The dangers of Pinchpoints

Many traffic engineers use median pedestrian refuge islands as an engineering device to improve safety for pedestrians.  These days they also add extended kerb bulbs (or outstands) to the mix. 

These additions of concrete enable pedestrians to safely come a little further out into the street to see the oncoming traffic, then they only need to scamper across one lane at a time, taking refuge between scamperings in the middle island. 

These kerb bulb/median island combos are not allowed to be called pedestrian crossings, because under the Road Rules, a "pedestrian crossing" is a crossing which actually gives pedestrians legal priority on the road and is otherwise known as a "Zebra crossing". 

You will have seen many of these "improved crossings".  Here are some older examples which comprised a simple median island, just big enough for a couple of people to stand in (what about a pram?):

 median_island_Austins_Ferry_10x15.jpg

 Older style cheap n nasty pinchpoint, and parking is allowed too close to the crossing. Unsafe for pedestrians and bike riders.

 

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Macquarie St, South Hobart. Ditto.

 

Here is an example of the more recently favoured "improved crossings" which add the kerb bulbs or outstands:

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 Hill Street, West Hobart

Now, riders call these pinchpoints, because when badly designed (as most of them are) they force riders to move to the right into the path of faster moving and heavier traffic just at the time when the drivers are focussing on moving to the left to avoid the median island and are also looking out for pedestrians.  The last thing they are looking out for is a cyclist moving in from the left. 

It takes a confident bike rider to check for a break in the traffic, signal assertively that s/he is moving to the right, and then move assertively into the traffic lane.  It's obstacles like these on the road that send the message to riders that they are not welcome on the road - they have no Invitation to Ride.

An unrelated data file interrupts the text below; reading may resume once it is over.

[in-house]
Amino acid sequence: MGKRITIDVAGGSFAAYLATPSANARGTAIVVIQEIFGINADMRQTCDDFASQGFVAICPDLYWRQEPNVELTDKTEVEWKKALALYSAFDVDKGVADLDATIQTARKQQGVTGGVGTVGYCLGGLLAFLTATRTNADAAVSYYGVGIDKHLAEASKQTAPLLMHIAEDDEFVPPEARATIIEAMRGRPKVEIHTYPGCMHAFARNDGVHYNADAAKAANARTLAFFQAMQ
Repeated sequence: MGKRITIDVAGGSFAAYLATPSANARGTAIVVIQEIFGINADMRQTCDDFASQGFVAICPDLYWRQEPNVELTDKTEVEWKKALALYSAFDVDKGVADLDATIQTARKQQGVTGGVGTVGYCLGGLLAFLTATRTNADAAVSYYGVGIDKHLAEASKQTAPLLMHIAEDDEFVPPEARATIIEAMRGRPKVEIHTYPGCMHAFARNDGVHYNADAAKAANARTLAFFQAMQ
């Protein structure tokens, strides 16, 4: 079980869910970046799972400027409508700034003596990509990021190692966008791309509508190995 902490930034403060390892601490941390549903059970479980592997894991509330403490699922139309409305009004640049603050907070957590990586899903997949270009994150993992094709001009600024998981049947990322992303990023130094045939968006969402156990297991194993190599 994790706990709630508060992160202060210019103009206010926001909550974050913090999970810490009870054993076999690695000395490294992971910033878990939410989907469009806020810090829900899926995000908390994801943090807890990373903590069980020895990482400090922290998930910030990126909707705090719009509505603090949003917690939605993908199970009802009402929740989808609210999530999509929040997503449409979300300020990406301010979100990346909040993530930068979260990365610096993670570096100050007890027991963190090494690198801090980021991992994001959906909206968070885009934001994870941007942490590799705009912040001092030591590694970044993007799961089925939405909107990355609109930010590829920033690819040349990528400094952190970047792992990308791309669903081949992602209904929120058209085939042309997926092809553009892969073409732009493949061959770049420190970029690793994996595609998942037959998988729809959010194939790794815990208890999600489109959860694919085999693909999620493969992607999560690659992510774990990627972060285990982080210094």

The relevant Austroads guide confirms that kerb outstands and centre blister islands do not increase bicycle safety.

Most pinchpoints do nothing to assist in slowing the traffic, they just provide a lateral diversion, or a new window for the driver in a hurry to aim through. Many do not provide a great deal of assistance to pedestrians, due to carparking being permitted too close to the crossing.  Most bike riders will tell you that these pinchpoints make their experience on the road more frightening and increase their risk of being hit by a faster moving and heavier vehicle.

We say enough is enough.  It is time for all new crossings to actually help to slow traffic down and to make life safer and easier for both pedestrians and bike riders. 

Let's see some examples of how it could be done better:

This example from Hobart looks good - this is outside the Cascade Brewery:

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Here the median island is generous, probably 2m wide, but space is allocated for bike riders by extending the painted onroad bikelane through the crossing point. Parking is kept clear of the crossing to improve sightlines.

 

Here is an example of a crossing which also slows the traffic by providing a chicane.  Here a slipway on the side enables bike riders to enter and exit gracefully and relatively safely.   Parking is prohibited in the near vicinity of the crossing point.

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 Chicane, Carrington Parade, South Curl Curl, NSW.

 

Here's another option which would suit a quiet street:

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Boroondara, Vic. Car drivers are forced to slow down and be polite to one another, while riders can slip through the sides.

 

Here's a Zebra crossing with a median island from the Netherlands. This crossing improves safety for riders by actually widening the car travel lane:

 Pinchpoint_from_Ned_1.JPG

The pinch-point appears from a distance to restrict the space for cars, resulting in drivers slowing down at the junction, but the driving lane actually widens through the pinch point. The cycle-lane has constant width.

 

And how about a Wombat crossing, which is a Zebra crossing with a table ramp which acts to slow cars down?  A good one would include adequate width for riders to maintain their path through the crossing zone.

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Wombat crossing, Freshwater, Sydney.

 What do you think?

 


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